The substrate adsorption of the seed is important for creating a systematic asymmetry on the Au seed surface. We use the amine-contained siloxane to achieve the attachment of the Au seeds. It is normally accepted that the Au seeds are adsorbed by the electrostatic interaction between the amine group and the nanoparticle surface22. In some cases where the seed particles are positively charged, the cast and dry method could also be employed. The APTES is linked to the wafer and glass chip surface through the Si-O bond after hydrolyzing in the water/ethanol solution. Theoretically, any surface that could condense with the APTES would be able to facilitate the growth of Au nanowires. In this work, we demonstrate this with several oxide surfaces. An O2 plasma treatment is necessary to partially oxidize the substrate surface and implant the -OH group that could condense with the APTES. The O2 plasma treatment is chosen due to its clean and simple operation procedure; otherwise, piranha solution could also be used to create the -OH groups. Another key point for the substrate preparation is that the surface concentration of the -NH2 may also have a significant effect on the seed adsorption. Although we could not directly characterize the result of the surface treatment, the operation procedure should be done as precisely as possible.

The washing of the substrate after each step is sometimes crucial, especially after the APTES treatment. The free APTES molecule could also adsorb on the Au nanoparticles surface. Without a thorough wash, the seed solution would aggregate significantly during the soaking process. The aggregated seeds can still adsorb on the substrate and induce the Au nanowire growth. However, since aggregation would greatly reduce the concentration of the seeds, the density of the active sites also decreases exponentially. As a result, the top of the final nanowires area would be the Au nanoparticle agglomerates, and the nanowires become spared bundles instead of forest.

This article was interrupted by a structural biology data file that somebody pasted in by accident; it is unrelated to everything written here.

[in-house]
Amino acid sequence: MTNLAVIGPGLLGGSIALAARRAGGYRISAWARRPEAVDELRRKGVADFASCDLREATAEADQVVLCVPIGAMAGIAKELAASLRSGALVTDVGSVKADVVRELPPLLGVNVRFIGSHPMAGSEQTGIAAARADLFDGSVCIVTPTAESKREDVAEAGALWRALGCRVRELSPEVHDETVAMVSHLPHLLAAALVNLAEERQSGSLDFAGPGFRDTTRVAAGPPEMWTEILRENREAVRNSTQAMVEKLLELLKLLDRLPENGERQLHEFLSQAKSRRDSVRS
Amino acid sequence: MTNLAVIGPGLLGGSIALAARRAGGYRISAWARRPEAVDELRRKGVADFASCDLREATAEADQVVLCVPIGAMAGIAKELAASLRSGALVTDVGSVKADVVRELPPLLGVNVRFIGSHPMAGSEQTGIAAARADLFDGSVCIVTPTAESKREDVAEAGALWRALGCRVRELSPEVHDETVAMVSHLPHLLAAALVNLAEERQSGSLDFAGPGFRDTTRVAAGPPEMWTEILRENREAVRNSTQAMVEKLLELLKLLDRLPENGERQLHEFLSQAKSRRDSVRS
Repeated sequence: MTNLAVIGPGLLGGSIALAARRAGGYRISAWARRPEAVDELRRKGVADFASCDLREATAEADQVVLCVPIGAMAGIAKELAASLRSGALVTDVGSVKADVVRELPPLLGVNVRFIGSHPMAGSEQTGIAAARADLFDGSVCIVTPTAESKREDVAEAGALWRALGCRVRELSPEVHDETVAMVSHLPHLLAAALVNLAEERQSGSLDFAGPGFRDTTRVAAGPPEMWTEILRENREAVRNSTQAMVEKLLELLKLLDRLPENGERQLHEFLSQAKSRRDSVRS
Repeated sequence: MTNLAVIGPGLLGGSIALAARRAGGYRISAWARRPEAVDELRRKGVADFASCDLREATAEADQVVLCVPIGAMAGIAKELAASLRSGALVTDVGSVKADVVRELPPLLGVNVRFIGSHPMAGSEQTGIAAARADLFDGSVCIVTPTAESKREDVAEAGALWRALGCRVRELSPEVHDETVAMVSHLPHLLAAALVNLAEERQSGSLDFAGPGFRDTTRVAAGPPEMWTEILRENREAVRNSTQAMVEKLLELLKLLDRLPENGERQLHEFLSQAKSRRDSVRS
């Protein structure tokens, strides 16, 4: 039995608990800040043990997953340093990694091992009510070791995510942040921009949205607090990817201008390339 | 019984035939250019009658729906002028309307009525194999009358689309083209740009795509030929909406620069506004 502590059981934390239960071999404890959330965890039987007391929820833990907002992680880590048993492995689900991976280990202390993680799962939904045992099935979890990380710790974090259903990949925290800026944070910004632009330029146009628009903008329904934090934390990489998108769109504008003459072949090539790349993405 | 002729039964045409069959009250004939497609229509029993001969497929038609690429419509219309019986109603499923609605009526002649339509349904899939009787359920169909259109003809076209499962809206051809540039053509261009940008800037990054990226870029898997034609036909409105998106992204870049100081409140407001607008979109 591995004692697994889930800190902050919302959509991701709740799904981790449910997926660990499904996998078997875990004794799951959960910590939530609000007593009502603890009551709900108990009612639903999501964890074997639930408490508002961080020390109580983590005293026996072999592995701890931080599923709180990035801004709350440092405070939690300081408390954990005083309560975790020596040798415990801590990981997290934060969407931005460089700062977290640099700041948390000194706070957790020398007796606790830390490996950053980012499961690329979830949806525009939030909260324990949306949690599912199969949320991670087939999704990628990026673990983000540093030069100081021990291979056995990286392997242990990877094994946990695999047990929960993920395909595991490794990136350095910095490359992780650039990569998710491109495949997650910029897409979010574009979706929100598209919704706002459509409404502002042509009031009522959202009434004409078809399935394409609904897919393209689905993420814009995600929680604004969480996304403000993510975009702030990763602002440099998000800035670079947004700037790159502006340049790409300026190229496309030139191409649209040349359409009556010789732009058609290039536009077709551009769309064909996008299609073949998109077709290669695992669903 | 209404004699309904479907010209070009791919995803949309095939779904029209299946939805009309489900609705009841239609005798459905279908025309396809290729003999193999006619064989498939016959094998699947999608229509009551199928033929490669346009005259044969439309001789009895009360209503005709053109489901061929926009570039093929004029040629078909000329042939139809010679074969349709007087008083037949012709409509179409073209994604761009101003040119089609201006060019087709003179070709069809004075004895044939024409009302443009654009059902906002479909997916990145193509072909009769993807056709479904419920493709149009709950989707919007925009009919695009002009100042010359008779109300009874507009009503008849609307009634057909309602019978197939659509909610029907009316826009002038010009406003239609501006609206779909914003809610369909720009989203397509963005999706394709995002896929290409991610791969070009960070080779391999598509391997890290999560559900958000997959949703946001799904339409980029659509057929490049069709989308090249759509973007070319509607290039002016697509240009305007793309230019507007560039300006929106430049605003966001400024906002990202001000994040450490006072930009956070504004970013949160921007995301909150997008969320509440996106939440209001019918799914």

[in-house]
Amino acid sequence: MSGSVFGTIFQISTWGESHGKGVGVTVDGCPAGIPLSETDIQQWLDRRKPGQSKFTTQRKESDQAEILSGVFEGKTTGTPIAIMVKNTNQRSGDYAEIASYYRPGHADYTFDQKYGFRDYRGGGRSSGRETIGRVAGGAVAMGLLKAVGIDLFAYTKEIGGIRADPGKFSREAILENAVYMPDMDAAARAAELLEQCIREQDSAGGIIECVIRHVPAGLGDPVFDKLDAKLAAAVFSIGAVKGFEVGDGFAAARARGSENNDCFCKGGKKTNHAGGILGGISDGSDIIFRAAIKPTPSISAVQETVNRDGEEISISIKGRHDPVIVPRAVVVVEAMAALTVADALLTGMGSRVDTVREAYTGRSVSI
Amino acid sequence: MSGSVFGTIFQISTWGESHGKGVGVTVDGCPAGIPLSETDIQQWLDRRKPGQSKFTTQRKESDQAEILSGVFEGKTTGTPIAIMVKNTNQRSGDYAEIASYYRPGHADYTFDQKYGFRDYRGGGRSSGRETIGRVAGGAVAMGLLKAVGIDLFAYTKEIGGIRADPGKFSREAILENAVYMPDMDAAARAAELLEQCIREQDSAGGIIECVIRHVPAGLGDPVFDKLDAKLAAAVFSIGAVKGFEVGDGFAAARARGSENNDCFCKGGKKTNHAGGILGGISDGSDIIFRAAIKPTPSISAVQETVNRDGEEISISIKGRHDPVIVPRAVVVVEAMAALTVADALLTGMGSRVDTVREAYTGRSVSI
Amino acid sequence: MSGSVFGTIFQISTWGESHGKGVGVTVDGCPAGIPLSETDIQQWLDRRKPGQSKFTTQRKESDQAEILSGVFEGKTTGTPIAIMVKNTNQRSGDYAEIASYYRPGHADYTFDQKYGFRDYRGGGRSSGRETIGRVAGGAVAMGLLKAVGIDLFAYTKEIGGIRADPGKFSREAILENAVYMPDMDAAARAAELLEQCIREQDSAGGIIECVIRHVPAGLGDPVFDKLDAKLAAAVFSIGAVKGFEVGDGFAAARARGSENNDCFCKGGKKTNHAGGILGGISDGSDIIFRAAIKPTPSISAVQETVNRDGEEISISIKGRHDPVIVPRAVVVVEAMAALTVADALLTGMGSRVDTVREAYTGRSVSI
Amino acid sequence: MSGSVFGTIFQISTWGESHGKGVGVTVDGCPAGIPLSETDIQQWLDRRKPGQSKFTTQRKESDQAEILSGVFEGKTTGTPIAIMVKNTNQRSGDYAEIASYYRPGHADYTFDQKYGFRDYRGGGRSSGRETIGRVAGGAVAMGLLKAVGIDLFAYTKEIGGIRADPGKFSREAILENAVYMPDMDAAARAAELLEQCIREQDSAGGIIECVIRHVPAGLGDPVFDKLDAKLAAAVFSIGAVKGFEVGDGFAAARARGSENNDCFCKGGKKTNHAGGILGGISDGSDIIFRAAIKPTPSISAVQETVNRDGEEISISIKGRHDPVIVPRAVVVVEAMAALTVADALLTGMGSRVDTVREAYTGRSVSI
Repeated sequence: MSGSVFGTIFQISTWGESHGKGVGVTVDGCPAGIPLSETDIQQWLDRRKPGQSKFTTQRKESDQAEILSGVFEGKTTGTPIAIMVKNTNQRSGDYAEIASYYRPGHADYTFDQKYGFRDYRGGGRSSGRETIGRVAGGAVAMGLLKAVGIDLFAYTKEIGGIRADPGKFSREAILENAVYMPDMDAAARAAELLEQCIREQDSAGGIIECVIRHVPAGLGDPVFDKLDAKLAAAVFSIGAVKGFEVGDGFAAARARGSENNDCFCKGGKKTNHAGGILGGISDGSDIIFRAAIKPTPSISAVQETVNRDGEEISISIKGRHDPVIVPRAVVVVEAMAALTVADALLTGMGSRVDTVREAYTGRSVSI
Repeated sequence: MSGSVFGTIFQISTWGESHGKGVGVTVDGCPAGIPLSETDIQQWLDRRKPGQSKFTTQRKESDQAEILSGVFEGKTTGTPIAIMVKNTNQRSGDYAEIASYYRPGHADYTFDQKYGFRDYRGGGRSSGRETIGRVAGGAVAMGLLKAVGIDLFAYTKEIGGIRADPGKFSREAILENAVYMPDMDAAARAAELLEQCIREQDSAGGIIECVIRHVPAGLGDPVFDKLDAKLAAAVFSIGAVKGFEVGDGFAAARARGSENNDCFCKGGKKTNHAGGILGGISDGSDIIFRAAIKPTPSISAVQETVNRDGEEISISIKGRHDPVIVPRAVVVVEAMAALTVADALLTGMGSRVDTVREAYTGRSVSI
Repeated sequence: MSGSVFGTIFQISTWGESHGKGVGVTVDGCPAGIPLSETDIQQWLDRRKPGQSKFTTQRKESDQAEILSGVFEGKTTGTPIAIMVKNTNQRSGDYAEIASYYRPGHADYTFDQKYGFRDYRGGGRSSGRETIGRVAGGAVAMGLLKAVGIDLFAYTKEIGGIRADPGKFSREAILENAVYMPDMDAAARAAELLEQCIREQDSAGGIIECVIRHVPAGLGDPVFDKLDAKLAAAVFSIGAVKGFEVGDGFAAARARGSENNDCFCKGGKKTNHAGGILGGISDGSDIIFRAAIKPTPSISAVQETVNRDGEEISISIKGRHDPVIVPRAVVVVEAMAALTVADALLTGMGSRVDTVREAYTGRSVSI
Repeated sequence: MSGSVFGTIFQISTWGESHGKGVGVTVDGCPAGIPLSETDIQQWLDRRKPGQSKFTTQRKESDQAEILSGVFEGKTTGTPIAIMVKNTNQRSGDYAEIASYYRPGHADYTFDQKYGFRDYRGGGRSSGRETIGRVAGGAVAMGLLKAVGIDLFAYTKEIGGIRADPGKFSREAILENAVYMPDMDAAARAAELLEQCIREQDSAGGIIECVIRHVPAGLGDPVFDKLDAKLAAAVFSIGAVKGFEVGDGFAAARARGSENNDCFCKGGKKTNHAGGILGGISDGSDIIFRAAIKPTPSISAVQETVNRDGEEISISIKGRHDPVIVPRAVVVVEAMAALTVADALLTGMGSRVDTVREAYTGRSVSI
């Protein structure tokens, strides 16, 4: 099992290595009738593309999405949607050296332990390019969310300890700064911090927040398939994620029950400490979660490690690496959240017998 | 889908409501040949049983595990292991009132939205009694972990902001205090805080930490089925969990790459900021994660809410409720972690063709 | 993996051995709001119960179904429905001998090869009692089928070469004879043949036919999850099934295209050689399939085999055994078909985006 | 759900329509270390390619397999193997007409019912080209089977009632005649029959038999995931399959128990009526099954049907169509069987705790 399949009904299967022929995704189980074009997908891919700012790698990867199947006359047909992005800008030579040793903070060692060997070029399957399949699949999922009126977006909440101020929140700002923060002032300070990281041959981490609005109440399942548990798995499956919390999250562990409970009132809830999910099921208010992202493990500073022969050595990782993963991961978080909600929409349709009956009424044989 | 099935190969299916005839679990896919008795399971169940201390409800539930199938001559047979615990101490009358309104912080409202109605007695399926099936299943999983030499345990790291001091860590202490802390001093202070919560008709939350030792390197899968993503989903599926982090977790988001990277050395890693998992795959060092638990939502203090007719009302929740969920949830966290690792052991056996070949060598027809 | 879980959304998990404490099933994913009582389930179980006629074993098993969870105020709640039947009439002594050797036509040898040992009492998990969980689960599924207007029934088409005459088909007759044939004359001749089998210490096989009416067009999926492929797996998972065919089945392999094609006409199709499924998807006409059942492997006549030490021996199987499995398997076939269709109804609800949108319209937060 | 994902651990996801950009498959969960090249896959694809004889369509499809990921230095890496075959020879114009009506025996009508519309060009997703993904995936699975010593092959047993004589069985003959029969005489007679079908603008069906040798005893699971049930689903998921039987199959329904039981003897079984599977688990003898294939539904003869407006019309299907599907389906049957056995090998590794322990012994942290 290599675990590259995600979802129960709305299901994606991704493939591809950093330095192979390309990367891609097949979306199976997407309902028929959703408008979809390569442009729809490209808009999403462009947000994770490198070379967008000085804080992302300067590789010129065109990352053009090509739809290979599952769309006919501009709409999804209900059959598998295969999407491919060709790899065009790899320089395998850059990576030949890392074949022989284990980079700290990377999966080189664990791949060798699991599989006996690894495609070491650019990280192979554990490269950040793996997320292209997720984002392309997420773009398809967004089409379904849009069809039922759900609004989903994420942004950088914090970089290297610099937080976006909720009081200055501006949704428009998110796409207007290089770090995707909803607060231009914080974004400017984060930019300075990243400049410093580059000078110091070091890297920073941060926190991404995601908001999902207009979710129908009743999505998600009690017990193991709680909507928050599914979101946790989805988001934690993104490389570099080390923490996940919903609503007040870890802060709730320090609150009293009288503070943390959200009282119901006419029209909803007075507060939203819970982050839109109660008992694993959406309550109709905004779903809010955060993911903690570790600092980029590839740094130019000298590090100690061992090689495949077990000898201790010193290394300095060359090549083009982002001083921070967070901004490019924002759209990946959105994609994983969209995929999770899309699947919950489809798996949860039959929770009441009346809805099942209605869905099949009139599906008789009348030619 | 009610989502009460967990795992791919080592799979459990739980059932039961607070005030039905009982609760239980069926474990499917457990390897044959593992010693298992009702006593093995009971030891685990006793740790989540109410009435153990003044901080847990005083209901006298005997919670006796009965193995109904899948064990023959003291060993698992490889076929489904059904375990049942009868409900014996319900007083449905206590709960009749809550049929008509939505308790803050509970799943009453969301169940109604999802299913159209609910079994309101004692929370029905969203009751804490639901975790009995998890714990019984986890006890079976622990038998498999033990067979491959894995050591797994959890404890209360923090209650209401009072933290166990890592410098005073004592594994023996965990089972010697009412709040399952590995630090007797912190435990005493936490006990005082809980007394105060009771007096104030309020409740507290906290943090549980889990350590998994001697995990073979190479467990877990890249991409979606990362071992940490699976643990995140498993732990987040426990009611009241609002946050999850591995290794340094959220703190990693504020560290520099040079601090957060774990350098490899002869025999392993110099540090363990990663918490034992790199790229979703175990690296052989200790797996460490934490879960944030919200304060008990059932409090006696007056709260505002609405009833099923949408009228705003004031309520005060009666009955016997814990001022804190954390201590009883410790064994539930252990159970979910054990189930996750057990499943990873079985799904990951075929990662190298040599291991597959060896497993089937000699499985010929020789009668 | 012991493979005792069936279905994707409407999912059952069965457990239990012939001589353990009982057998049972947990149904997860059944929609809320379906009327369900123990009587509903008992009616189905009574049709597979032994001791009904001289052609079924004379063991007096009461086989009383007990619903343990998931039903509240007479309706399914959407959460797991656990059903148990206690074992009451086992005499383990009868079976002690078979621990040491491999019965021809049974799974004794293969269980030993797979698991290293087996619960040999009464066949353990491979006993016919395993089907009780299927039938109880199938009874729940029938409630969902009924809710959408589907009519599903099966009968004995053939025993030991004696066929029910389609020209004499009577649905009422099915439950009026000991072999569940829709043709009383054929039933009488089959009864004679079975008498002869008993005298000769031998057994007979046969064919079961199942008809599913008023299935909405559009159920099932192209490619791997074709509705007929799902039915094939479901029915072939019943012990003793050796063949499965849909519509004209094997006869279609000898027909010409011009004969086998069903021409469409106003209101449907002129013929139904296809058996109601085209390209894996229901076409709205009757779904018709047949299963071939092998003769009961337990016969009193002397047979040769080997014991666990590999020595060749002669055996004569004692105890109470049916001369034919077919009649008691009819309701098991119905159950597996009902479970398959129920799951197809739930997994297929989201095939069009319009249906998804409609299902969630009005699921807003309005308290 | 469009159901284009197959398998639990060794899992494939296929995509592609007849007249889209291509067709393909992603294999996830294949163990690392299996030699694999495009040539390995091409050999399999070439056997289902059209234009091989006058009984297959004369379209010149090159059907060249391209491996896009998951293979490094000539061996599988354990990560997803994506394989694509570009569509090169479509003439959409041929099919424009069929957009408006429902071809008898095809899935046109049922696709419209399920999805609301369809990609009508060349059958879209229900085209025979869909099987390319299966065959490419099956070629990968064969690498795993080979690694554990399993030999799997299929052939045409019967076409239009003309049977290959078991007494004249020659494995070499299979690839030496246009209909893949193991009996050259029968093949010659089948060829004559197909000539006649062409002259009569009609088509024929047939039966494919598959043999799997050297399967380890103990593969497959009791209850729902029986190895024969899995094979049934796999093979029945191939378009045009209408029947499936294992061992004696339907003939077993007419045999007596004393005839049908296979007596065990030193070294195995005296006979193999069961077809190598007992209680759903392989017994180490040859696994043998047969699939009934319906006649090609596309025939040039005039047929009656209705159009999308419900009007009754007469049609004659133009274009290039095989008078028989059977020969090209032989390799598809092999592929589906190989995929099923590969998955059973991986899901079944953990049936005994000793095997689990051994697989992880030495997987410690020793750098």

Typical Au nanowire growth takes place in a mixed solvent of the water and ethanol (v/v = 1:1). Since the ligand 4-MBA is not soluble in ethanol, it should first be dissolved in the ethanol solution, and then mixed with the result of the growth solution. Apart from the solubility issue, the solvent ratio itself also plays significant role deciding the nanowire growth. The area of the active surface is decided by the ligand adsorption ratio and the deposition rate of Au. The reduction ability of the L-ascorbic acid varies in different solvents and at different pH environments23. Changing the solvent ratio would change the rate of Au reduction and deposition immediately. Increasing the water ratio too much could result in rapid Au reduction and possible homogeneous nucleation, which prevents the growth of the substrate-bound Au nanowires.

Similar to the solvent ratio, the concentration of the ligands also directly affects the nanowire formation, as it not only passivates the Au surface, but also stabilizes the Au and prevents homogeneous nucleation. An excess amount of ligand would greatly slow down the Au reduction. For instance, increasing the ligand concentration 5 times to 2.5 mM would result in no Au deposition on the substrate21. Decreasing the ligand concentration will cause the increase in the nanowire diameter and sometimes homogeneous nucleation, the latter one signified by the change of solution from colorless to greyish or reddish. The homogeneous nucleation would compete with the heterogeneous Au nanowire growth for the Au feedstock. Depending on the degree of homogeneous nucleation, the Au nanowire growth might be completely or partially shut off by the lack of Au feeding stock.